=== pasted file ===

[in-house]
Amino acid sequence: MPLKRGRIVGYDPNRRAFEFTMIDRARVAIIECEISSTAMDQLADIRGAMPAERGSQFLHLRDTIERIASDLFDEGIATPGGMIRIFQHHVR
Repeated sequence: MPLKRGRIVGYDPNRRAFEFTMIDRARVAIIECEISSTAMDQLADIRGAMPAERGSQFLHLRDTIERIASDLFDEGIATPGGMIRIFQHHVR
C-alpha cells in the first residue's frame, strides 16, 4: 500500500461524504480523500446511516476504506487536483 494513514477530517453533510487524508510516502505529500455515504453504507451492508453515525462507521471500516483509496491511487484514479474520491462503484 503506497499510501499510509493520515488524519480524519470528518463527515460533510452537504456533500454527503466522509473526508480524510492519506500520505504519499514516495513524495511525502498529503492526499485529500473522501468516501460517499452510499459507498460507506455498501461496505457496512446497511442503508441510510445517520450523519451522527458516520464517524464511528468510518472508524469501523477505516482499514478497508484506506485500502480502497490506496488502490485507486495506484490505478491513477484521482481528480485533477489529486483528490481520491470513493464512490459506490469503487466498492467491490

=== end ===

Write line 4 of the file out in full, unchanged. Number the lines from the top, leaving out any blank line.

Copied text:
C-alpha cells in the first residue's frame, strides 16, 4: 500500500461524504480523500446511516476504506487536483 494513514477530517453533510487524508510516502505529500455515504453504507451492508453515525462507521471500516483509496491511487484514479474520491462503484 503506497499510501499510509493520515488524519480524519470528518463527515460533510452537504456533500454527503466522509473526508480524510492519506500520505504519499514516495513524495511525502498529503492526499485529500473522501468516501460517499452510499459507498460507506455498501461496505457496512446497511442503508441510510445517520450523519451522527458516520464517524464511528468510518472508524469501523477505516482499514478497508484506506485500502480502497490506496488502490485507486495506484490505478491513477484521482481528480485533477489529486483528490481520491470513493464512490459506490469503487466498492467491490